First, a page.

Imaginative gardeners build tracks through backyards
Spokane is a railroad town. While trains are a common daily sight, some of the most scenic lines run right through local gardens.
Tony and Theresa Goatz live in Spokane Valley. Having a model garden railroad was always on Tony’s mind.
“The first time I saw this backyard, I knew immediately that was where my railroad was going,” he says.
Tony has been a rail fan for as long as he can remember and Theresa says she is “just along for the ride.” He designed the railroad and she does the gardening.
To get started, he bought an issue of HO magazine and saw ads for garden railroads along with one for the Inland Northwest Garden Railroad Society. He and Theresa joined the club and their backyard landscape benefited from other members’ ideas and suggestions.
“The biggest challenge is that we have a flat yard,” Tony explains. “I couldn’t drive into the backyard so I had several yards of dirt dumped in the driveway and brought it all back there by wheelbarrow load. My neighbors and their kids helped me get it done.”
A related challenge was that the soil he ordered was sandy loam with bark in it.
“It’s still settling, which is a real problem for laying the tracks,” he explains.
Tony started out with a small loop of track and it grew from there. His goal was to have a realistic-looking mountain railroad with tunnels, rivers, ponds, a waterfall and a town. He has done a great job of accomplishing just that.
“I like to do things differently,” Tony says. “I have one tunnel with a crisscross in the middle so the train comes out in a different place than you’d expect. It really surprises people, which has been fun.”
He runs two sets of G-scale trains – which are approximately 1/29th actual size – on two sets of tracks so he can run both trains at the same time.
One train has a diesel locomotive and the other is steam. Each is battery-powered and they run over 600 feet of track.
Theresa says that landscaping a garden railroad is a bit of a challenge.
“Sometimes I can’t do any planting because Tony keeps changing things,” she says. “Aside from that, you have to keep the plantings to scale, so you have to trim them back often. I primarily look for small plants and groundcovers to use.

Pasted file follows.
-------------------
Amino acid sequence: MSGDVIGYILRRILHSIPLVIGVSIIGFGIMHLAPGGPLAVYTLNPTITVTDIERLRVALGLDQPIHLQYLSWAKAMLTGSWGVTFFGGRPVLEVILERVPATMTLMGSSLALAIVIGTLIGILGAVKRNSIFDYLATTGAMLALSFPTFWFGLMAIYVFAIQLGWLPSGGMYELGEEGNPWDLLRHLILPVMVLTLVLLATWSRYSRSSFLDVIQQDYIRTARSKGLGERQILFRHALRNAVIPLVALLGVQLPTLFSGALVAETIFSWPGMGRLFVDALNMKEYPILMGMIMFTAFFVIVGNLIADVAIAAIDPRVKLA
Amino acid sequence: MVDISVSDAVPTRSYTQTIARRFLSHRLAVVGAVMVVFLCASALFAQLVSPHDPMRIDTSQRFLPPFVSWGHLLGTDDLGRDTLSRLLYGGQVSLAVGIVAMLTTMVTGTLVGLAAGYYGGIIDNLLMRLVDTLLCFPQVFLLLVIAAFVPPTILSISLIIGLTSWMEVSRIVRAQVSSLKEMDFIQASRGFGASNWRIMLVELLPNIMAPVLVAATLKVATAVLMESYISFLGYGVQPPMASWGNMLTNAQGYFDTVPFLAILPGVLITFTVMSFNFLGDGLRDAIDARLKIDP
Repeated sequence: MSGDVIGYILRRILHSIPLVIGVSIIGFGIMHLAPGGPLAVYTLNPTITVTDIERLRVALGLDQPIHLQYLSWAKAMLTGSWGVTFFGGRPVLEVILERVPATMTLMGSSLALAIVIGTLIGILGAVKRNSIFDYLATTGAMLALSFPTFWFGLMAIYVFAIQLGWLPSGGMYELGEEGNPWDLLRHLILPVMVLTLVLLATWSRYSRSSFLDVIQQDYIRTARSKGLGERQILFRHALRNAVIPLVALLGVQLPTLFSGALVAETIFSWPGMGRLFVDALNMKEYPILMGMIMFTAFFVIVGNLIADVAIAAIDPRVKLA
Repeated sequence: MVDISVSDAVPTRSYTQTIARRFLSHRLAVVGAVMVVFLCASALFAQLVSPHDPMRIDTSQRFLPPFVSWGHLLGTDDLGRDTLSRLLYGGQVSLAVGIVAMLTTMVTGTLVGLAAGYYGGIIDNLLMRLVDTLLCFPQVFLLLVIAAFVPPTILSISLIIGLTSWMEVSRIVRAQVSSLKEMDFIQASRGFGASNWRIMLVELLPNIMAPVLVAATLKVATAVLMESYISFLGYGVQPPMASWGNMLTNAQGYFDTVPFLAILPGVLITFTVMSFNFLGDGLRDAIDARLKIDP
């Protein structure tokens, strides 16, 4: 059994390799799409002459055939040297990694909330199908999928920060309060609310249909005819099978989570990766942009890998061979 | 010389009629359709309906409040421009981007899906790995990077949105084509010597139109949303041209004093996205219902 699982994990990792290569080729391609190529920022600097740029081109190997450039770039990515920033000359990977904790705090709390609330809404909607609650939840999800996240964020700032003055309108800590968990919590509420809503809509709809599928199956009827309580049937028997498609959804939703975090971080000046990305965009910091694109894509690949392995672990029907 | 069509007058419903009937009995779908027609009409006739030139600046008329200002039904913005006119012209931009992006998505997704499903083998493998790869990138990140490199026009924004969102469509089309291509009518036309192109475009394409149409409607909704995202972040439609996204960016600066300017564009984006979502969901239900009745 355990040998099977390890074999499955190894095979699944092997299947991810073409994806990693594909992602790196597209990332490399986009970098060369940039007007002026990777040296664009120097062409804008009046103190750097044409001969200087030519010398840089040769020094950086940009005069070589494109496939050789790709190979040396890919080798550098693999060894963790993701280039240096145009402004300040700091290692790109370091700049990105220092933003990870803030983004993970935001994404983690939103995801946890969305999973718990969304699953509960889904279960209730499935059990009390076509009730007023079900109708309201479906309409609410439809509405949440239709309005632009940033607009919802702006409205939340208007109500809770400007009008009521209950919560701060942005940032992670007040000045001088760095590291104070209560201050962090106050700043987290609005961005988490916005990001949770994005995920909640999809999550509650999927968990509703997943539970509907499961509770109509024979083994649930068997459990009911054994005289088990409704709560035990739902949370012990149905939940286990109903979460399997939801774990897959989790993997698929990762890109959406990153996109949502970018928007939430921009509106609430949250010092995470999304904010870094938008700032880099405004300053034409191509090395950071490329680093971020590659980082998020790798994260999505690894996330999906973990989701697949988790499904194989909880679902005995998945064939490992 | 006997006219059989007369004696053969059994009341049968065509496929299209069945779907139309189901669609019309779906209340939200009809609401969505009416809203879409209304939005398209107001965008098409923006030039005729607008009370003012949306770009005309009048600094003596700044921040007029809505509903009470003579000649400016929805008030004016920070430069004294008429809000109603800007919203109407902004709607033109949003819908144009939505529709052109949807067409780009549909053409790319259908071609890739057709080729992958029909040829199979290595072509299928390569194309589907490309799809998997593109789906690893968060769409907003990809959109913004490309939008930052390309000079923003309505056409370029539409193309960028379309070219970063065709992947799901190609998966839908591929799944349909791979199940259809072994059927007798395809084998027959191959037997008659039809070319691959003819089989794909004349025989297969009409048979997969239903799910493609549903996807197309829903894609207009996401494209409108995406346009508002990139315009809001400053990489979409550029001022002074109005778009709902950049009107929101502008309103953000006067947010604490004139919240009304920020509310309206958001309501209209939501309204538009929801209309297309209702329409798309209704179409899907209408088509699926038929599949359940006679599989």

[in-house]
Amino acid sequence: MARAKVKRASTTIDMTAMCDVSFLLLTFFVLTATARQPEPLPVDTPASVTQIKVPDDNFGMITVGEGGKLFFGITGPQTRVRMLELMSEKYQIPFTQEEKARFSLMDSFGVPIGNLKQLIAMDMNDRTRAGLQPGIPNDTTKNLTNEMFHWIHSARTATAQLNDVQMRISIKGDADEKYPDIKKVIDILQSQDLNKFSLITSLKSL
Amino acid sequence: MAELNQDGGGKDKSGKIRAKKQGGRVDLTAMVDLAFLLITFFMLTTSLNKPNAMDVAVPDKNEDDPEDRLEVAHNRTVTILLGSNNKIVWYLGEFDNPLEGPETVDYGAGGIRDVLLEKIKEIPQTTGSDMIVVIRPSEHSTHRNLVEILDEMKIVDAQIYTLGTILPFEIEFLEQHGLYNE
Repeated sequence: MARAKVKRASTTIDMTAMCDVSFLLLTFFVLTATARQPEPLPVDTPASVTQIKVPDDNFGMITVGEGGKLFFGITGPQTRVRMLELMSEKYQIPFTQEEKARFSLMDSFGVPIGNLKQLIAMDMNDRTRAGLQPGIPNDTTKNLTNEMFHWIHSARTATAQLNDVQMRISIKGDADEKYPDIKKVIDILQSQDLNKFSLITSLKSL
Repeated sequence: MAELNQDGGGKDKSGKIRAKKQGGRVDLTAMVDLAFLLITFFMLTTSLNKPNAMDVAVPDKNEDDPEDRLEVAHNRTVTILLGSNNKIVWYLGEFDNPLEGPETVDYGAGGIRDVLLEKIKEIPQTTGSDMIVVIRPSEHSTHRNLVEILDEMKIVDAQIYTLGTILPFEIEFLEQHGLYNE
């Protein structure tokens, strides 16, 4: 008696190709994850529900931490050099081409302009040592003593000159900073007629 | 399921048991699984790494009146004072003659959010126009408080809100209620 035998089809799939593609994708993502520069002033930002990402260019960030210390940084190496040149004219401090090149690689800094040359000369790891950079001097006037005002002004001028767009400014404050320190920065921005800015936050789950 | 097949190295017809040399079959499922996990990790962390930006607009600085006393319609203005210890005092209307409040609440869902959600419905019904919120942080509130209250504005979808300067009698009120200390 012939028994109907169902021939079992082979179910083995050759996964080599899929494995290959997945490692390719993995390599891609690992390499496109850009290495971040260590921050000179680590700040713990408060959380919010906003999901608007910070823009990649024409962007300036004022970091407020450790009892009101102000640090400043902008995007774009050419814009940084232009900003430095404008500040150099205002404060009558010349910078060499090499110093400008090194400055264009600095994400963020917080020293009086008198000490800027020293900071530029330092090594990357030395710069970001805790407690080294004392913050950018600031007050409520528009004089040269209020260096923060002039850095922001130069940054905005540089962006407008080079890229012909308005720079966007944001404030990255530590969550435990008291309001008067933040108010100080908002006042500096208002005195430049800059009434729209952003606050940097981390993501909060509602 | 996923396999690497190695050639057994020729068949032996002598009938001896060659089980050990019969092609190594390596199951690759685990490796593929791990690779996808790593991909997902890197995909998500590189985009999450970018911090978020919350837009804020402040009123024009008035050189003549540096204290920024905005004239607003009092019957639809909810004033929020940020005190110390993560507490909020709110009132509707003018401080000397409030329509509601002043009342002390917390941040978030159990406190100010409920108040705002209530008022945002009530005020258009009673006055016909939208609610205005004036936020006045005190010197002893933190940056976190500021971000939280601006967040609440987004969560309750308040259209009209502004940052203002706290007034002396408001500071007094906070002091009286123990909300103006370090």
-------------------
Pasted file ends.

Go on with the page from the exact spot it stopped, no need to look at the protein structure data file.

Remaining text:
“But this has been a great way to incorporate a husband’s love of trains with a wife’s love of gardening.”
That’s a common sentiment, says Chuck Inlow, Inland Northwest Garden Railroad Society president.
“We are a family-oriented club because garden railroading involves model railroading and gardening together,” he says. “It has something to offer for both husband and wife, as well as for kids of all ages.”
Mike and Maggie Williams moved to their central Spokane neighborhood six years ago. They used to live in Florida where they both were involved with garden railroads.
“We started with a circle of track and each year, we add something different,” Mike says.
“It’s always evolving. There is a saying in model railroading that if you’re done, you’ve defeated the purpose in having it,” he adds with a laugh.
The Williamses also run G-scale trains.
“We embrace the LGB trains, which are Swiss,” Mike says, “because we think they are the prettiest and wanted to model our railroad after that.”
They have about 400 feet of track, laid out in two loops so they can run two trains at a time.
When it comes to the garden around their railroad, the couple do a lot of watering and weeding. But their goal has been to keep it as low-maintenance as possible.
“We want to have as much time as possible to play with our trains,” Mike says. “We used to grow a lot of annuals but that can get spendy since they have to be replaced every year. But we really enjoy the beauty of flowers.”
Their garden has several walkways with water features and a sitting areas. This provides different vantage points from which to watch the trains and the splashing water softens noise from the nearby streets.
“This garden is our little sanctuary,” Mike says. “The trains have a hypnotic effect and it’s very relaxing.”
For those who have always wanted their own garden railroad, he has sage advice:
“Join a club because that’s where you get the information. When you’re building your railroad, go with simple. Don’t try to do elaborate things all at once so you’ll get to play with the trains as quickly as possible.
“Other than that, remember that it’s gotta be fun.”
Susan Mulvihill can be reached via email at firstname.lastname@example.org. Visit her blog at susansin thegarden.blogspot.com for gardening tips and information.